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Why South Korea could be the church of future
Catholics attend Mass in Seoul, South Korea. When Pope Francis visits the country this week, he will find a thriving Catholic community .
August 12th, 2014
05:08 PM ET

Why South Korea could be the church of future

Opinion by Candida Moss, special to CNN

(CNN) – When Pope Francis arrives in South Korea on Wednesday for a five-day visit, he’ll get a look at just the kind of church he’s been trying to create worldwide.

The trip, planned to coincide with Asia Youth Day, marks the first time a pope has visited the country since 1989, and is part of a new papal focus on globalization in general and on Asia in particular. (Francis plans to visit Sri Lanka, the Philippines and Japan in January.)

The time has long passed that the Catholic Church is elderly white men and women in European enclaves.

The last papal conclave and the election of the first Latin American Pope raised awareness of the Catholic Church’s growing presence in Africa, but Asian Christianity was hardly mentioned at all.

Even if it is rarely discussed in the media, Korean Catholicism is among the most vibrant in the world.

Here are five reasons South Korea might be the future of Catholic Church.

1. It’s growing.

Catholics make up almost 11% of South Korea’s 50 million population. This may seem like a small percentage, but consider this: In 1960, they only made up 2%.

In contrast to Europe, the majority of South Korean Catholics – as is the broader population of the region – are young.

Vocations to the ministry are also strong. At the end of 2013, South Korea’s 5.4 million Catholics were served by 4,261 priests, with a further 1,489 seminarians in the pipeline, according to church statistics.

In other words, not only is Christianity growing in South Korea, but it’s increasing in popularity among young people. And, in contrast to Europe and the United States, there are enough priests and seminarians to minister to this expanding group.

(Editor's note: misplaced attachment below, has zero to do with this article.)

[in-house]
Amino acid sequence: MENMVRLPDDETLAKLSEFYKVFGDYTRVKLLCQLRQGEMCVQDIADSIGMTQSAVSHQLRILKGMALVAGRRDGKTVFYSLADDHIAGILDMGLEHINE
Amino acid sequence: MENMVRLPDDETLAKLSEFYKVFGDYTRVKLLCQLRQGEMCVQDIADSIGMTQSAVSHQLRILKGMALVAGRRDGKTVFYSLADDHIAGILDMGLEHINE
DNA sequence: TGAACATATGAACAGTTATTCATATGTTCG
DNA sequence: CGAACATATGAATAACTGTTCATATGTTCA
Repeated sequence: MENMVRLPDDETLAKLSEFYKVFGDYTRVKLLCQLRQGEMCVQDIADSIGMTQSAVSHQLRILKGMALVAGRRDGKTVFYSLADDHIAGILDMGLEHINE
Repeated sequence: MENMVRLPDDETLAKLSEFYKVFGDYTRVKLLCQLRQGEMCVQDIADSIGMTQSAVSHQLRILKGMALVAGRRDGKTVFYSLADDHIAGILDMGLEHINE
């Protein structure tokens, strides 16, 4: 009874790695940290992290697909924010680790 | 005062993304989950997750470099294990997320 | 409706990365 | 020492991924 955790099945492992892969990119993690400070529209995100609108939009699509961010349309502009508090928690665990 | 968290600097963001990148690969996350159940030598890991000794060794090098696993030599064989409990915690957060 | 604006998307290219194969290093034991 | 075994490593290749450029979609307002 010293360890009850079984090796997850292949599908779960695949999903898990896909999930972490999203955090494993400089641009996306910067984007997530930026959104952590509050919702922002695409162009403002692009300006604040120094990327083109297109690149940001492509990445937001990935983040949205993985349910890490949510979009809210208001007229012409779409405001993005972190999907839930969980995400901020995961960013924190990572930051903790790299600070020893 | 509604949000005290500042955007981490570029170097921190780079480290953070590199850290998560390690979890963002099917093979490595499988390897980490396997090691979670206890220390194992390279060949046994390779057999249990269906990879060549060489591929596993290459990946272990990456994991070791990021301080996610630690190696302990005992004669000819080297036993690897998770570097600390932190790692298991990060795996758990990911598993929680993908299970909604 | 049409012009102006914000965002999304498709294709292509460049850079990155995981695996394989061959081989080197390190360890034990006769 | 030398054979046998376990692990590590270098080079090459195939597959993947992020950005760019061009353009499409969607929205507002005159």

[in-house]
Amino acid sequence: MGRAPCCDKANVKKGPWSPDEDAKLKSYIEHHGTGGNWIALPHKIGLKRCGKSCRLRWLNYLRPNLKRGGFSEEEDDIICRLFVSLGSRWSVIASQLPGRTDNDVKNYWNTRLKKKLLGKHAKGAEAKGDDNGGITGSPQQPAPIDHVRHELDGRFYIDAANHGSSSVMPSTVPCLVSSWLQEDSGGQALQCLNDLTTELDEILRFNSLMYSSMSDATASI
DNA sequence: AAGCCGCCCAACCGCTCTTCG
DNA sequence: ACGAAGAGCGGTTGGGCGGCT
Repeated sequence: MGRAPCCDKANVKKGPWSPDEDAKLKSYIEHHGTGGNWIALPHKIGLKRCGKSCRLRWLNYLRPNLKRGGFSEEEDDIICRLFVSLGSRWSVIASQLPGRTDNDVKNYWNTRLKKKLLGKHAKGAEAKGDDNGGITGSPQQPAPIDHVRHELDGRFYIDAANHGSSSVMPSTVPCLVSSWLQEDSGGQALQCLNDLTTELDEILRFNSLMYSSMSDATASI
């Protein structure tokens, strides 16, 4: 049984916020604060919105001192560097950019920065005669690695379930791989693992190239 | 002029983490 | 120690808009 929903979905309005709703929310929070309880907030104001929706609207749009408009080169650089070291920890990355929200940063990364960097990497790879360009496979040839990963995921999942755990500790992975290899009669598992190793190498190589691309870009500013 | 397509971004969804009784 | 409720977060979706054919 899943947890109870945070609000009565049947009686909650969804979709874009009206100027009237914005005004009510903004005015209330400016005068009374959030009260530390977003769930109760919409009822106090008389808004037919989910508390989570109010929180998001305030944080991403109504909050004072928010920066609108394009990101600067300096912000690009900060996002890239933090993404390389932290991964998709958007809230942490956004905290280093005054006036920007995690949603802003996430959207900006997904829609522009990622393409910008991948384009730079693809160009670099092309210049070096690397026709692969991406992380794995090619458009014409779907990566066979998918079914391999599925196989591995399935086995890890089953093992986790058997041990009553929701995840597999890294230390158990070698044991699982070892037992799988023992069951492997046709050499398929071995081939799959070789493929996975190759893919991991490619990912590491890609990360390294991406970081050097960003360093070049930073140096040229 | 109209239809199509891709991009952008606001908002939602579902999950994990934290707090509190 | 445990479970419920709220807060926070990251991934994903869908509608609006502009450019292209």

2. It’s rich.

Catholics in South Korea are increasingly prosperous. In an interview with Catholic News Service, Bishop William McNaughton, who served as the first bishop of Inchon from 1962 until 2002, recalled that when he arrived in the country, most of his congregation was poor. Now, he says, they wealthier than average.

While the economic prospects of Catholics have undoubtedly risen with those of South Korea as a whole, McNaughton attributes the financial success of Catholics there to the excellence of Catholic education.

Whether or not the prosperity of Korean Catholics is because of Catholic education or regional economic growth is less important than the encouraging contrast it forms to the church in other parts of the world.

Church attendance in Europe and the United States has been declining for decades. Meanwhile, in poorer, developing countries, the church has expanded and taken on an increasingly fundamentalist character.

The decline of the Catholic Church in wealthy countries is often linked to the rise of secularism, access to higher education and economic growth. The fear is that as people acquire more education and money, they no longer need God.

This doesn’t seem to be the case in South Korea, where wealth, education and church expansion continue to go together.

3. It competes in a tough environment.

Some commentators have speculated that Christianity in South Korea succeeds because of the spirituality in the region. That’s not exactly true.

In 2005, nearly half the population describe themselves are “irreligious.” The region has a rich religious history, but today South Korea is among the most secular countries in the world.

Pope Emeritus Benedict XVI identified the “secular state” as one of the chief threats to the Catholic Church in the 21st century, crediting it as one of the causes of declining church attendance in Europe.

That Catholicism continues to flourish in a culture that is broadly speaking nonreligious should encourage church leaders. It proves it can be done.